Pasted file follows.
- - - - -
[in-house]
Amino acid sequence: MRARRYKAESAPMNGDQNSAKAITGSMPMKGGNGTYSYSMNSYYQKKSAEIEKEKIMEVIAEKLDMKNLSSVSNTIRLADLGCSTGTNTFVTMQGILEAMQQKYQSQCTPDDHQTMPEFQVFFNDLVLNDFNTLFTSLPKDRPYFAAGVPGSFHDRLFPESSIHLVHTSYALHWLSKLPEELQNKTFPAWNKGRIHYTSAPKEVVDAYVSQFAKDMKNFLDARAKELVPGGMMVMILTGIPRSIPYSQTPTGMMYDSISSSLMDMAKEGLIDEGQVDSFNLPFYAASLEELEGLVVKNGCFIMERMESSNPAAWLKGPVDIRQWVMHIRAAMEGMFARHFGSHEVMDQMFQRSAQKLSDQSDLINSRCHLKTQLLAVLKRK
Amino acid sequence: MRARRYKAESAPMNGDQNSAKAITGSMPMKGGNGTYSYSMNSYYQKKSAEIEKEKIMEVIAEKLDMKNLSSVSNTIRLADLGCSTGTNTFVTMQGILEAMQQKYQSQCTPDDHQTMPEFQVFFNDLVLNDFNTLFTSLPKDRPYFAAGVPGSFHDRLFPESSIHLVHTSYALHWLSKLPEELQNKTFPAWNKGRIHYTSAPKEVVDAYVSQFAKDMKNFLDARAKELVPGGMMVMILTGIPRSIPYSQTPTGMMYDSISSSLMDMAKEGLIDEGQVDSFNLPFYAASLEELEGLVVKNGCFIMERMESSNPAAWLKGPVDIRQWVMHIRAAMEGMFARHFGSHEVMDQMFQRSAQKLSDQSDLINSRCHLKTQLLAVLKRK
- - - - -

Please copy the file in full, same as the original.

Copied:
[in-house]
Amino acid sequence: MRARRYKAESAPMNGDQNSAKAITGSMPMKGGNGTYSYSMNSYYQKKSAEIEKEKIMEVIAEKLDMKNLSSVSNTIRLADLGCSTGTNTFVTMQGILEAMQQKYQSQCTPDDHQTMPEFQVFFNDLVLNDFNTLFTSLPKDRPYFAAGVPGSFHDRLFPESSIHLVHTSYALHWLSKLPEELQNKTFPAWNKGRIHYTSAPKEVVDAYVSQFAKDMKNFLDARAKELVPGGMMVMILTGIPRSIPYSQTPTGMMYDSISSSLMDMAKEGLIDEGQVDSFNLPFYAASLEELEGLVVKNGCFIMERMESSNPAAWLKGPVDIRQWVMHIRAAMEGMFARHFGSHEVMDQMFQRSAQKLSDQSDLINSRCHLKTQLLAVLKRK
Amino acid sequence: MRARRYKAESAPMNGDQNSAKAITGSMPMKGGNGTYSYSMNSYYQKKSAEIEKEKIMEVIAEKLDMKNLSSVSNTIRLADLGCSTGTNTFVTMQGILEAMQQKYQSQCTPDDHQTMPEFQVFFNDLVLNDFNTLFTSLPKDRPYFAAGVPGSFHDRLFPESSIHLVHTSYALHWLSKLPEELQNKTFPAWNKGRIHYTSAPKEVVDAYVSQFAKDMKNFLDARAKELVPGGMMVMILTGIPRSIPYSQTPTGMMYDSISSSLMDMAKEGLIDEGQVDSFNLPFYAASLEELEGLVVKNGCFIMERMESSNPAAWLKGPVDIRQWVMHIRAAMEGMFARHFGSHEVMDQMFQRSAQKLSDQSDLINSRCHLKTQLLAVLKRK